- An attestation is a third-party substantiation of your claim, like the tax department verifying your record of previous employment or a university confirming your enrolment
The SSI model seeks to resolve the trust issues that come with identity management. In this approach, a user can store all their identity-related data on their own device. An SSI begins as a number that is exclusive to the individual. This private key can then associate with public keys on all identity-related matters.
From this basis, the user can then make identity claims which a Trusted Provider can then validate and sign off on. Identity-holders can ,therefore, allow others the right to see and authenticate their claim without having access to the original information or non-related data. In simple terms, an SSI model refers to a system whereby our identities are verifiable and visible to others without anyone actually being able to see or know what the information is. This is where the SSI model ends itself to Zero-Knowledge Proofs (ZKP).
Integrating an SSI system with ZKP would allow individuals to have complete data autonomy. ZKP is a verification method which includes statements about personal knowledge. The certifying party can prove that something is true to the other party, that being the verifying party. No other additional information is needed to complete this data exchange.
So how do you know that the information being provided is authentic? The identity ‘proof’ uses a cryptographic hash function that confirms beyond any doubt that the identity claim is accurate.
How It Works
So what would this model look like? How would it apply to our everyday activities and interactions? Well, a relevant example would be a Trusted Provider using the SSI system to verify that a person is over 18 years of age. The Trusted Provider may use a driver’s license to do this, so only this information would be obtained by the service provider or website. No other identifying information would be needed.
In the case of professional networks, a business may search a database for a candidate that meets their requirements and then pay a fee via a smart contract for their details. This would simplify the hiring process and eliminate the need for third-party recruiters.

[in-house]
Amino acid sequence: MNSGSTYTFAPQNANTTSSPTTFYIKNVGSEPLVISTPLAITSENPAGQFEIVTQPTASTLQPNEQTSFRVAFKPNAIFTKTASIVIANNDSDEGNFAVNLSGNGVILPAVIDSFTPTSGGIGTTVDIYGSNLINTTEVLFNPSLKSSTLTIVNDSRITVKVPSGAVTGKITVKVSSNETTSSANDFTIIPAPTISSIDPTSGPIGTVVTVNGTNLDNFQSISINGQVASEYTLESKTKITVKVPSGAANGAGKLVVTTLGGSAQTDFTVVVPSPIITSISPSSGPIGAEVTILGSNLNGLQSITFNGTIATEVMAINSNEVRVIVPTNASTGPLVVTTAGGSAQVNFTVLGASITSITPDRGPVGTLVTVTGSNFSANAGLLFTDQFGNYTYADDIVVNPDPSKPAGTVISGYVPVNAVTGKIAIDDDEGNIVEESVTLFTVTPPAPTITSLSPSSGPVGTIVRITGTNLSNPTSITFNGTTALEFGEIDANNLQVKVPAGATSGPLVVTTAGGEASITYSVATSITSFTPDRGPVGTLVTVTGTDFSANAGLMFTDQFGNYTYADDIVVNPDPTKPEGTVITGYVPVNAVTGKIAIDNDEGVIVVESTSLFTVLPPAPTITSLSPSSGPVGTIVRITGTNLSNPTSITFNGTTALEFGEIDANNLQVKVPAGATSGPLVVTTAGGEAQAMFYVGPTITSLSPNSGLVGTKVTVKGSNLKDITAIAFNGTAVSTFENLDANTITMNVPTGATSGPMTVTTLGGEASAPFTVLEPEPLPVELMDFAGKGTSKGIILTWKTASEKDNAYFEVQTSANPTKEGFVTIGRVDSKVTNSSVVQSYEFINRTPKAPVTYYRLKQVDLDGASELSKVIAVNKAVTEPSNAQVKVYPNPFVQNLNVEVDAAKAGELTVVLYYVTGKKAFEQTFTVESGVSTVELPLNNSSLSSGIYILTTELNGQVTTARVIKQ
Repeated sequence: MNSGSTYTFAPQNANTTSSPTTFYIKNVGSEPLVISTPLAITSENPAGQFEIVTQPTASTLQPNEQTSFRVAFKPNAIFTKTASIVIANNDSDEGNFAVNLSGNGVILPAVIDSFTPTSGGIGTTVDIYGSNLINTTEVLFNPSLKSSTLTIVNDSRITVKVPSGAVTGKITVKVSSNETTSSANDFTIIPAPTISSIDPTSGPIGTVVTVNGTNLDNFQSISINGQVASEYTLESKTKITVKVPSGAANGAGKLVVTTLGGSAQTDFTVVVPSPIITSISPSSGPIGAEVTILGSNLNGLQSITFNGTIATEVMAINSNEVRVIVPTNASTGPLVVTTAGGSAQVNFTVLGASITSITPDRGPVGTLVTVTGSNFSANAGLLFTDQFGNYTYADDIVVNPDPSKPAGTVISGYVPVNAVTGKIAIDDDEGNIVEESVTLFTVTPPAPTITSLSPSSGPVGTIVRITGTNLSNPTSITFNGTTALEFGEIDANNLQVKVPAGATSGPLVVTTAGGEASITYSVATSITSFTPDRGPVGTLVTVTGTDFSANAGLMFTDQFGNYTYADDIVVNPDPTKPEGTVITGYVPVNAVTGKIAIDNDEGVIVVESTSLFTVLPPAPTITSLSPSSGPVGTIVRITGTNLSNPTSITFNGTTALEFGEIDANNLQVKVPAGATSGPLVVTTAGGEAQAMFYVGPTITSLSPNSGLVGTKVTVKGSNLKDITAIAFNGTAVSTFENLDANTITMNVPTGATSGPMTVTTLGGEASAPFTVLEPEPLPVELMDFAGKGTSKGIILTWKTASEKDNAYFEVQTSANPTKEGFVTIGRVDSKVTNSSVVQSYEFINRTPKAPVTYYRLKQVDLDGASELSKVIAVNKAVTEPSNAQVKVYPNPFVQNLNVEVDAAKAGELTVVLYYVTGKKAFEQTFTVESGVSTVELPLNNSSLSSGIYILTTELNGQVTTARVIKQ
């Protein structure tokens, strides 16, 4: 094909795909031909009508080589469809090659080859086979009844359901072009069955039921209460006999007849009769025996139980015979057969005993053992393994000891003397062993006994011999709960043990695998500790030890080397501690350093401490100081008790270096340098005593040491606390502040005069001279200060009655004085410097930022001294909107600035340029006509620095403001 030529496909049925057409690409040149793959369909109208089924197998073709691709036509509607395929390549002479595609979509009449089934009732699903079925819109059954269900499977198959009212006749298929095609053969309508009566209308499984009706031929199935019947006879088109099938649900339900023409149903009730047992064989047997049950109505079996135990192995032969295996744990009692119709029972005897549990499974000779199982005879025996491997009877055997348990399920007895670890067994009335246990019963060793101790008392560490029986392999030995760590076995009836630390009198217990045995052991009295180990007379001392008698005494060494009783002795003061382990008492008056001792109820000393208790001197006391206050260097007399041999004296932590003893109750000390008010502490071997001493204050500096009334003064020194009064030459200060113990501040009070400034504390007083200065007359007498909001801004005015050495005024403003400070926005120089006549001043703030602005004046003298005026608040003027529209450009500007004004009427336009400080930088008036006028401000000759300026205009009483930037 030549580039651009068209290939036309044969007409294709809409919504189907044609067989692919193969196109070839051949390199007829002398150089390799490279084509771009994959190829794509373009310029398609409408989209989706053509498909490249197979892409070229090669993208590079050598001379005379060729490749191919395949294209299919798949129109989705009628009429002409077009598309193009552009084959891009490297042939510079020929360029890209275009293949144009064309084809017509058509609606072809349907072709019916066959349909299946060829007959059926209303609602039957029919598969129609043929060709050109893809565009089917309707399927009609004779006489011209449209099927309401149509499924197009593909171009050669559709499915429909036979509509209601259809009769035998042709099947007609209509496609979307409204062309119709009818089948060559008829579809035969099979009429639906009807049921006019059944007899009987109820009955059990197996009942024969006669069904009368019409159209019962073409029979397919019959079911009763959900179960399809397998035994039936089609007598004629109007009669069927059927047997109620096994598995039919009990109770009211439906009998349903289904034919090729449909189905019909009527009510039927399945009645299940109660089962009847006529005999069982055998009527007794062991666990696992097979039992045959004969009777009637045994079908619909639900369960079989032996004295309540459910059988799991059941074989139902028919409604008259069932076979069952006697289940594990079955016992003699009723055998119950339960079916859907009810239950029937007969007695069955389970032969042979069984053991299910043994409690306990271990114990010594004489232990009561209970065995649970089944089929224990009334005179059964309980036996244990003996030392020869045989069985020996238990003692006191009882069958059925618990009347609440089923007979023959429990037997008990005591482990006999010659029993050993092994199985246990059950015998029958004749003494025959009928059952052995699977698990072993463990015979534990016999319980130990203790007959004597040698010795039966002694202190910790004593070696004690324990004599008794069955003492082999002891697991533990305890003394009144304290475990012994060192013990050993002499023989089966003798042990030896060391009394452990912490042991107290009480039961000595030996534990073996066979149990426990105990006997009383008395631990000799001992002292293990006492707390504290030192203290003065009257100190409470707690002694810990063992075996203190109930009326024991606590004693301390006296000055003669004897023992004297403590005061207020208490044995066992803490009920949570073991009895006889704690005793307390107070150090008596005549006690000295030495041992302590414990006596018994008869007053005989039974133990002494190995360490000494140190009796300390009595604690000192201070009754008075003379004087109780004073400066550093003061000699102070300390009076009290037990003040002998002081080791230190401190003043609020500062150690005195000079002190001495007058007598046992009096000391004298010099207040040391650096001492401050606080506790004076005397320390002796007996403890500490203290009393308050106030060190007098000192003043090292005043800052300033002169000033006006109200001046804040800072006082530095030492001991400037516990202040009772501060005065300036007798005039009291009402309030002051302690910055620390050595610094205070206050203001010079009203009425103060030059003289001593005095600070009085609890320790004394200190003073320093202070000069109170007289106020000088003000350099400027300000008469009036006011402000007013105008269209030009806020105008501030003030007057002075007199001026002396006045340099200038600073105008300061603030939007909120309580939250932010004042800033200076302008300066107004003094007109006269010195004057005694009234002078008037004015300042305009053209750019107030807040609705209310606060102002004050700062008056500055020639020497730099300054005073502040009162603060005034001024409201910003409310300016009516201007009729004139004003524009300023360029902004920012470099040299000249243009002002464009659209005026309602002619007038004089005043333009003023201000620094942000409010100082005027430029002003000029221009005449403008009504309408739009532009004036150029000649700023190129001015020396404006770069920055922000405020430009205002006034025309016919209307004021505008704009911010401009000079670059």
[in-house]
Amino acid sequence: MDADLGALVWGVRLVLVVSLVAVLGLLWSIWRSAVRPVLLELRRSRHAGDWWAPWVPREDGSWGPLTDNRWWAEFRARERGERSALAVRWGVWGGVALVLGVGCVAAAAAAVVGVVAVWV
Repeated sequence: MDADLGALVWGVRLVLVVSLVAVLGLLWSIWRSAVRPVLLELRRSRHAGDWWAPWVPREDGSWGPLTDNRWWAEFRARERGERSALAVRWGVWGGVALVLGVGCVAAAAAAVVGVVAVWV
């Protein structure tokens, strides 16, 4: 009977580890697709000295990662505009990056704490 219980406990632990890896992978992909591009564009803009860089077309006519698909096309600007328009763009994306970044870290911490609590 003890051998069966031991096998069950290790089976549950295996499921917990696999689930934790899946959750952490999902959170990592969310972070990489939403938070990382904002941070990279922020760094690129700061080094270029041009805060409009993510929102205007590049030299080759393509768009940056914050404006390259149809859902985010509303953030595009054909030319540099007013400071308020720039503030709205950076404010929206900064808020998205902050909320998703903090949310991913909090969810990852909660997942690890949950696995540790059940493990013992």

This model could only function on a decentralised, human-readable ID system that has the security capacity to manage it. Blockchain technology provides a transparent, immutable platform on which public information can be stored and transferred between relevant parties. In this system, a ZKP protocol would allow individuals to feed a hashed value to verifies such as banks, hospitals and governmental bodies.
This system of verification will increase consumer confidence when it comes to digital transactions and the potential for data theft and exploitation. It would also eliminate the need for various third-parties to have access to your identifying information.
When it comes to profiting off the data you decide to share, there may be a possibility to exchange and share your personal information in exchange for a reward or financial reimbursement. When individuals are charged with the responsibility of their own data, the possibilities for data exchange and transactions increase.
It’s not that much of a stretch to say that as the conceptions of SSI are realised, individuals may be assigned their own digital identities as soon as they are born.